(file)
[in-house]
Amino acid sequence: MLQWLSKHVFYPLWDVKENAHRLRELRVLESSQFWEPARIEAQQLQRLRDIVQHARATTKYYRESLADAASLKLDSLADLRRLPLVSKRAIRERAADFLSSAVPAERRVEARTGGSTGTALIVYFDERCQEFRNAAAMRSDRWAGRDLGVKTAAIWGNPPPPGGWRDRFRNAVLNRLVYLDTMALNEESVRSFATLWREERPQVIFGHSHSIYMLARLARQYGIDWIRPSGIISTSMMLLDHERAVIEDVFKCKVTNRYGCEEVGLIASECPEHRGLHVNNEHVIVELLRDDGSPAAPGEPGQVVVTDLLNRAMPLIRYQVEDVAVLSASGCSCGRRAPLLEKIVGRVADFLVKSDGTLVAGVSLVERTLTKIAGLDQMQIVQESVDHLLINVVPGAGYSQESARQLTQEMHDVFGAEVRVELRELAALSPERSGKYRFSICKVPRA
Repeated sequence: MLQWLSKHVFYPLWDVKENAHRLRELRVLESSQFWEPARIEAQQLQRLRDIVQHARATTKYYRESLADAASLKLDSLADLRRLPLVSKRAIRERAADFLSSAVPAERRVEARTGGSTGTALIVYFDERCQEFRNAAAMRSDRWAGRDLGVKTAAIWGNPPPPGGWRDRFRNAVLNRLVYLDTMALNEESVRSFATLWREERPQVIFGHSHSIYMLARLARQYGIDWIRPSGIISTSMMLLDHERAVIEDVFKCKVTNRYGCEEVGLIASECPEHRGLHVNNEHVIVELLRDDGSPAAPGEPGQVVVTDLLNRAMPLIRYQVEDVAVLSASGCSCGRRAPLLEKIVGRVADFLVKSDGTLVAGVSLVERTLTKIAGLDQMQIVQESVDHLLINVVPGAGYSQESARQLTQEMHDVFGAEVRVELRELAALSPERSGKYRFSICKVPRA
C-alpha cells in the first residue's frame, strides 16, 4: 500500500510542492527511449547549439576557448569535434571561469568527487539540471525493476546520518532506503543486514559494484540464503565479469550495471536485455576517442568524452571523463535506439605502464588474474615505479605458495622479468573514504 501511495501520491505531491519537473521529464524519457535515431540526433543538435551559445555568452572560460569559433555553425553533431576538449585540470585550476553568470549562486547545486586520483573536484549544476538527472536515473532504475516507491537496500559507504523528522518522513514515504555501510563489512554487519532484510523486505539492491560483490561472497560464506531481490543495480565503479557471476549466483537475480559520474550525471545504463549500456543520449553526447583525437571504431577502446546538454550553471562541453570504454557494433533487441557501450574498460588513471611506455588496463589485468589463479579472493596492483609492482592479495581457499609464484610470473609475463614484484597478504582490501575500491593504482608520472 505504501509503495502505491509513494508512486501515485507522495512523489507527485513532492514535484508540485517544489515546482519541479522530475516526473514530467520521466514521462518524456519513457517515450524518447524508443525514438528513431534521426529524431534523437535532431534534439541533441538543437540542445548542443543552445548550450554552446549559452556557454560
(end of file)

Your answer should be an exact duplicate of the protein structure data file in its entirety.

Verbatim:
[in-house]
Amino acid sequence: MLQWLSKHVFYPLWDVKENAHRLRELRVLESSQFWEPARIEAQQLQRLRDIVQHARATTKYYRESLADAASLKLDSLADLRRLPLVSKRAIRERAADFLSSAVPAERRVEARTGGSTGTALIVYFDERCQEFRNAAAMRSDRWAGRDLGVKTAAIWGNPPPPGGWRDRFRNAVLNRLVYLDTMALNEESVRSFATLWREERPQVIFGHSHSIYMLARLARQYGIDWIRPSGIISTSMMLLDHERAVIEDVFKCKVTNRYGCEEVGLIASECPEHRGLHVNNEHVIVELLRDDGSPAAPGEPGQVVVTDLLNRAMPLIRYQVEDVAVLSASGCSCGRRAPLLEKIVGRVADFLVKSDGTLVAGVSLVERTLTKIAGLDQMQIVQESVDHLLINVVPGAGYSQESARQLTQEMHDVFGAEVRVELRELAALSPERSGKYRFSICKVPRA
Repeated sequence: MLQWLSKHVFYPLWDVKENAHRLRELRVLESSQFWEPARIEAQQLQRLRDIVQHARATTKYYRESLADAASLKLDSLADLRRLPLVSKRAIRERAADFLSSAVPAERRVEARTGGSTGTALIVYFDERCQEFRNAAAMRSDRWAGRDLGVKTAAIWGNPPPPGGWRDRFRNAVLNRLVYLDTMALNEESVRSFATLWREERPQVIFGHSHSIYMLARLARQYGIDWIRPSGIISTSMMLLDHERAVIEDVFKCKVTNRYGCEEVGLIASECPEHRGLHVNNEHVIVELLRDDGSPAAPGEPGQVVVTDLLNRAMPLIRYQVEDVAVLSASGCSCGRRAPLLEKIVGRVADFLVKSDGTLVAGVSLVERTLTKIAGLDQMQIVQESVDHLLINVVPGAGYSQESARQLTQEMHDVFGAEVRVELRELAALSPERSGKYRFSICKVPRA
C-alpha cells in the first residue's frame, strides 16, 4: 500500500510542492527511449547549439576557448569535434571561469568527487539540471525493476546520518532506503543486514559494484540464503565479469550495471536485455576517442568524452571523463535506439605502464588474474615505479605458495622479468573514504 501511495501520491505531491519537473521529464524519457535515431540526433543538435551559445555568452572560460569559433555553425553533431576538449585540470585550476553568470549562486547545486586520483573536484549544476538527472536515473532504475516507491537496500559507504523528522518522513514515504555501510563489512554487519532484510523486505539492491560483490561472497560464506531481490543495480565503479557471476549466483537475480559520474550525471545504463549500456543520449553526447583525437571504431577502446546538454550553471562541453570504454557494433533487441557501450574498460588513471611506455588496463589485468589463479579472493596492483609492482592479495581457499609464484610470473609475463614484484597478504582490501575500491593504482608520472 505504501509503495502505491509513494508512486501515485507522495512523489507527485513532492514535484508540485517544489515546482519541479522530475516526473514530467520521466514521462518524456519513457517515450524518447524508443525514438528513431534521426529524431534523437535532431534534439541533441538543437540542445548542443543552445548550450554552446549559452556557454560